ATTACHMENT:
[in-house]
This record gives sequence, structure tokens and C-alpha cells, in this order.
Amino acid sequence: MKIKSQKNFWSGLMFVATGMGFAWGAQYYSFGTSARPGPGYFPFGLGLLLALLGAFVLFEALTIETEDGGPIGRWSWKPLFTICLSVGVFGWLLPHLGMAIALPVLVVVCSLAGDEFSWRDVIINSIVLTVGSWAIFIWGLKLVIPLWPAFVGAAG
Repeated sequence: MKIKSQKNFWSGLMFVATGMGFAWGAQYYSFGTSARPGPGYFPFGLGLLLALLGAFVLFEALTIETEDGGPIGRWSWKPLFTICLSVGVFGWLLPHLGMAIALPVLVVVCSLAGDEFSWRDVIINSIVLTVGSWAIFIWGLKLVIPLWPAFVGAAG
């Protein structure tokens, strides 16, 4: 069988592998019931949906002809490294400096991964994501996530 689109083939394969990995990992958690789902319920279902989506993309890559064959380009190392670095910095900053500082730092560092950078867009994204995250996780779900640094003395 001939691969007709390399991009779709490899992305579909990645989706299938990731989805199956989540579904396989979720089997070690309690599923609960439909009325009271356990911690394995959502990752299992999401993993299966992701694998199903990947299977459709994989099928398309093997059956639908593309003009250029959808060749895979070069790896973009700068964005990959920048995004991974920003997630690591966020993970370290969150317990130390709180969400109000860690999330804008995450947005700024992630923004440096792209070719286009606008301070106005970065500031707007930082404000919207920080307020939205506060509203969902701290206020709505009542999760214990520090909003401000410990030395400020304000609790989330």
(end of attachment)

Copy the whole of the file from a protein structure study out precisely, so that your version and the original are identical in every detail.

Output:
[in-house]
This record gives sequence, structure tokens and C-alpha cells, in this order.
Amino acid sequence: MKIKSQKNFWSGLMFVATGMGFAWGAQYYSFGTSARPGPGYFPFGLGLLLALLGAFVLFEALTIETEDGGPIGRWSWKPLFTICLSVGVFGWLLPHLGMAIALPVLVVVCSLAGDEFSWRDVIINSIVLTVGSWAIFIWGLKLVIPLWPAFVGAAG
Repeated sequence: MKIKSQKNFWSGLMFVATGMGFAWGAQYYSFGTSARPGPGYFPFGLGLLLALLGAFVLFEALTIETEDGGPIGRWSWKPLFTICLSVGVFGWLLPHLGMAIALPVLVVVCSLAGDEFSWRDVIINSIVLTVGSWAIFIWGLKLVIPLWPAFVGAAG
């Protein structure tokens, strides 16, 4: 069988592998019931949906002809490294400096991964994501996530 689109083939394969990995990992958690789902319920279902989506993309890559064959380009190392670095910095900053500082730092560092950078867009994204995250996780779900640094003395 001939691969007709390399991009779709490899992305579909990645989706299938990731989805199956989540579904396989979720089997070690309690599923609960439909009325009271356990911690394995959502990752299992999401993993299966992701694998199903990947299977459709994989099928398309093997059956639908593309003009250029959808060749895979070069790896973009700068964005990959920048995004991974920003997630690591966020993970370290969150317990130390709180969400109000860690999330804008995450947005700024992630923004440096792209070719286009606008301070106005970065500031707007930082404000919207920080307020939205506060509203969902701290206020709505009542999760214990520090909003401000410990030395400020304000609790989330």